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Transportation Secretary Pete Buttigieg employed a hypocritical double standard Thursday after justifying his forthcoming attendance at the White House Correspondents Association Dinner.
What is the background?
The White House Correspondents' Dinner will be held this Saturday for the first time since 2019. More than 2,500 people are expected to attend, according to the New York Times.
At an event where journalists rub elbows with the political and Hollywood elite, COVID-19 protocols have been a priority concern. However, no masks will be required. Instead, event organizers are requiring that every attendee be vaccinated and prove a negative COVID-19 test on the same day of the event, the Washington Post reported.
Still, those requirements were not enough for Dr. Anthony Fauci, who revealed on Tuesday that he will not attend the event "because of my individual assessment of my personal risk."
What did Buttigieg say?
Fox News host Bret Baier pressed Buttigieg on how Biden administration officials, including the president himself, can attend the dinner while simultaneously fighting to reinstate the travel mask mandate.
"You just told me you're going to the White House Correspondents' Dinner. The president's going to the White House Correspondents' Dinner. You're not mandated to wear a mask there, but the administration at the same time is fighting a lawsuit to mandate people on planes, trains, and buses to wear masks. So, if you're sitting at home, there's a disconnect here," Baier observed.
Buttigieg offered a parody-level claim in response.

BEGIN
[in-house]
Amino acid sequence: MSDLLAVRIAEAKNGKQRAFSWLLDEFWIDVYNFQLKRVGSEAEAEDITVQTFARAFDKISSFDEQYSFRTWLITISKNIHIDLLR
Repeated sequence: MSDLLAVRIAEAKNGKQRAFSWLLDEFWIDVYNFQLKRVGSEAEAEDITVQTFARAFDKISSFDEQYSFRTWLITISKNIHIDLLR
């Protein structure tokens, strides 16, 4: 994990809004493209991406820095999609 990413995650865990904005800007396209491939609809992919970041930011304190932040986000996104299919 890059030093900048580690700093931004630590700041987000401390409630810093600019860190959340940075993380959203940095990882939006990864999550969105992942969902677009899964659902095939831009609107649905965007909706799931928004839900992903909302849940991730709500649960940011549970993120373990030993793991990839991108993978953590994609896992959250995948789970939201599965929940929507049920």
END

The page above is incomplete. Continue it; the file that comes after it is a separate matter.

"Well, I think most of us understand the difference between a hotel ballroom and an airplane," he said. "And again, a lot of this is about what authorities the CDC has. So even if they don't think we need it at all, they still want to make sure that we get clarity in court on the legalities [of the mandate]."
Buttigieg added that wearing a face mask on an airplane is "your call," but Baier quickly retorted that it is only "up to you if the administration loses the appeal."
Baier presses Buttigieg on Biden's 'disconnect' with voterswww.youtube.com
Buttigieg is right. There is a significant difference between a hotel ballroom and an airplane: The aircraft has cleaner air.
In fact, American Airlines CEO Doug Parker and Southwest CEO Gary Kelly told the Senate last December that face masks are not necessary on commercial airliners because of the air filters that planes use.
"I think the case is very strong that masks don't add much, if anything, in the air cabin environment. It is very safe and very high quality compared to any other indoor setting," Kelly said.
Parker added, "I concur. An aircraft is the safest place you can be. It's true of all of our aircraft — they all have the same HEPA filters and air flow."
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Chris Enloe is a staff writer for Blaze News